>>Bonus Link: Read about Urban Farming, a nonprofit group with high-profile corporate sponsors that supports gardens on unused land.
Jill Birnbaum is an advocate for nutrition policy, tobacco control, and health care reform who has worked at the federal, state, and local levels. Her work began in Minnesota, and she now oversees state advocacy for the American Heart Association. Her grassroots experience, combined with her national role, gives her unique insights into public health policy at all levels of government.
This is the first in a two-part interview conducted by Grassroots Change: Connecting for Better Health, a project of the Robert Wood Johnson Foundation Health Group. In part one, Jill shares her perspective on grassroots movements and the threat of preemption in the obesity prevention arena. Preemption can take away the ability of states and local communities to adopt innovative solutions to their own public health problems in a way that responds to each community’s unique needs.
Grassroots Change: What do you see as the impact of preemption in public health, especially in obesity prevention?
Jill Birnbaum: [Preemption] slows or even ends grassroots movements before they begin. It also drains our resources for future advocacy efforts. We leave it to the next generation of public health advocates to undo policy compromises that we make today. We’re still seeing that in a few states with tobacco, and anticipating the fights both at the federal and state levels that we might have to undo someday [in obesity prevention].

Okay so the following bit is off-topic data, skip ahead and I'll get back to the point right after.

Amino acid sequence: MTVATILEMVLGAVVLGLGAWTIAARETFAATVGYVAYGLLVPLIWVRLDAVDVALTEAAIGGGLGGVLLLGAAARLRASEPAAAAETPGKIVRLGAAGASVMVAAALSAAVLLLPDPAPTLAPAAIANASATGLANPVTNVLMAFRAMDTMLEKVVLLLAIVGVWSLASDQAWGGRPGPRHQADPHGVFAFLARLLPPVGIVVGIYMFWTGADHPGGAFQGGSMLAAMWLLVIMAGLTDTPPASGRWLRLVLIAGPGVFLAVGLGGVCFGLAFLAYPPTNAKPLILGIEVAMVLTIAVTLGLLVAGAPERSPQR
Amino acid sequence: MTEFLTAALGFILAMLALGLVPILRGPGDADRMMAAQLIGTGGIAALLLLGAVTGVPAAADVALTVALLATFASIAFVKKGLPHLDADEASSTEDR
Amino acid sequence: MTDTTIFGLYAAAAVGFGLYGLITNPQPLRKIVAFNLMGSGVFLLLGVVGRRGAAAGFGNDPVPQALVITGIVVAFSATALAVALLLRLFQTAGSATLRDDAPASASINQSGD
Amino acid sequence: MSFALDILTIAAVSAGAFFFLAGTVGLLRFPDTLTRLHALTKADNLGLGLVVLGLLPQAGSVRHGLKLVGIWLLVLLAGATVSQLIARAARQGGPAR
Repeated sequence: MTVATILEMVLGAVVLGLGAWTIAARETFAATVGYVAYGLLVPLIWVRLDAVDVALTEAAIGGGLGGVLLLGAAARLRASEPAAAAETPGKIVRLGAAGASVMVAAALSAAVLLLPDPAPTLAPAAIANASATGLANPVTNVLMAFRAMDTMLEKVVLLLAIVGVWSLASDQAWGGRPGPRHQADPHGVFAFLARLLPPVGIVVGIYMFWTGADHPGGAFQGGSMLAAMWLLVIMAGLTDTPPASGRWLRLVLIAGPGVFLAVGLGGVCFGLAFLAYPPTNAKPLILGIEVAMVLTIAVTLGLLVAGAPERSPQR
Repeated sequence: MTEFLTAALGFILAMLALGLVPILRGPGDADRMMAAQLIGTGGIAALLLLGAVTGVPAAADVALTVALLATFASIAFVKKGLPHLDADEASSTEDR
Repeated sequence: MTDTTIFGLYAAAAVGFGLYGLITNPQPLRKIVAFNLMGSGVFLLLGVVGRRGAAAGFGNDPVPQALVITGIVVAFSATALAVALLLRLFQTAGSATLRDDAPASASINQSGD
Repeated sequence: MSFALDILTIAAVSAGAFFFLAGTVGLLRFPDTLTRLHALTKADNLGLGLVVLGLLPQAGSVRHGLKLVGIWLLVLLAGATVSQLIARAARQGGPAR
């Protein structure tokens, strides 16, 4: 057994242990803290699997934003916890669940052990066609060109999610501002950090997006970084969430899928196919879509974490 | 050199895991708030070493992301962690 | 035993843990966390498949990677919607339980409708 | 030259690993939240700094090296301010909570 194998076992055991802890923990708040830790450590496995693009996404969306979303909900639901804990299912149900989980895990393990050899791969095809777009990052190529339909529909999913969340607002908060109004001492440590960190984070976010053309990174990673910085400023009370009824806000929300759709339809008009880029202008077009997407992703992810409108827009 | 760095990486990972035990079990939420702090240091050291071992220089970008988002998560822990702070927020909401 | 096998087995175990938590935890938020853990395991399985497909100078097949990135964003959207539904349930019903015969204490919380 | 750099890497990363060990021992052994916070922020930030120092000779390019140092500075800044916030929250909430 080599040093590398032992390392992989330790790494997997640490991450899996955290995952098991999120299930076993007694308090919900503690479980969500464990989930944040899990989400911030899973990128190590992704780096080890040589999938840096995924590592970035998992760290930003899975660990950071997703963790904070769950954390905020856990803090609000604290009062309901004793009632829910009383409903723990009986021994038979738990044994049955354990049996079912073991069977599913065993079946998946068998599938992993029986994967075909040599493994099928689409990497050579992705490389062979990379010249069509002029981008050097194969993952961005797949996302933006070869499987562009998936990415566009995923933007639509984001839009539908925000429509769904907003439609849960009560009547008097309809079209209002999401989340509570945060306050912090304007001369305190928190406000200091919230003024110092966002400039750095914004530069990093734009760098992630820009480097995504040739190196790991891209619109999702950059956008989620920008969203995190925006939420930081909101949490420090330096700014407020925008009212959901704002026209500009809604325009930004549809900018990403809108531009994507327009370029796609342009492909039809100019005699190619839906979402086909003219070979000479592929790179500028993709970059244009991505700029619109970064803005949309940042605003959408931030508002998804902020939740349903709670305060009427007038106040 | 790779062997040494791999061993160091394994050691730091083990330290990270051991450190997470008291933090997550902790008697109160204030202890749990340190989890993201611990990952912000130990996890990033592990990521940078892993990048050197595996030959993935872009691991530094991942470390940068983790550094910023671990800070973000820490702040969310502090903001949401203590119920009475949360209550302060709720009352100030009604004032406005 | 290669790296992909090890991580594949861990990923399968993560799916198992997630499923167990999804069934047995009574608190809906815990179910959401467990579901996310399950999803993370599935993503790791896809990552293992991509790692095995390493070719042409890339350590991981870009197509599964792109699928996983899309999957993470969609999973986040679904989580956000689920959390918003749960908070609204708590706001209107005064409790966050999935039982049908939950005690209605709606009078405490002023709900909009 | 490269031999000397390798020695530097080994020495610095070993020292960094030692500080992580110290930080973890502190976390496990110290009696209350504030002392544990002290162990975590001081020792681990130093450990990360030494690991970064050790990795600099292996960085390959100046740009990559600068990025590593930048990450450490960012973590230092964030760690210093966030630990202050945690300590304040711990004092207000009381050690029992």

Preemption stifles innovation, and it also makes some assumptions that can be wrong. It assumes that we know everything today and that there’s nothing more that we have to learn tomorrow. That’s especially true in nutrition policy where science continues to evolve and policy needs to evolve along with the science.
Preemption also has the effect of dividing the [public health] community when a small group of people, in some cases even a single individual or organization, negotiates away something that other people really want.
GC: Are the concerns about preemption in obesity prevention mostly about nutrition policy? There doesn’t seem to be a major effort to preempt local physical activity policies.
Later today Lisa Simpson, MB, BCh, MPH, president and CEO of AcademyHealth, will moderate a “Washington Update” panel discussion at the sixth annual Keeneland Conference taking place this week in Lexington, Ky. The discussion will focus on issues to watch at the federal level and panelists include Paul Jarris, MD, MBA, Executive Director of the Association of State and Territorial Health Officials; Jeff Levi, PhD, Executive Director of Trust for America's Health; and Robert Pestronk, MPH, Executive Director of the National Association of County and City Health Officials.
NewPublicHealth spoke with Dr. Simpson ahead of the session.
NewPublicHealth: What will your “Washington Update” focus on?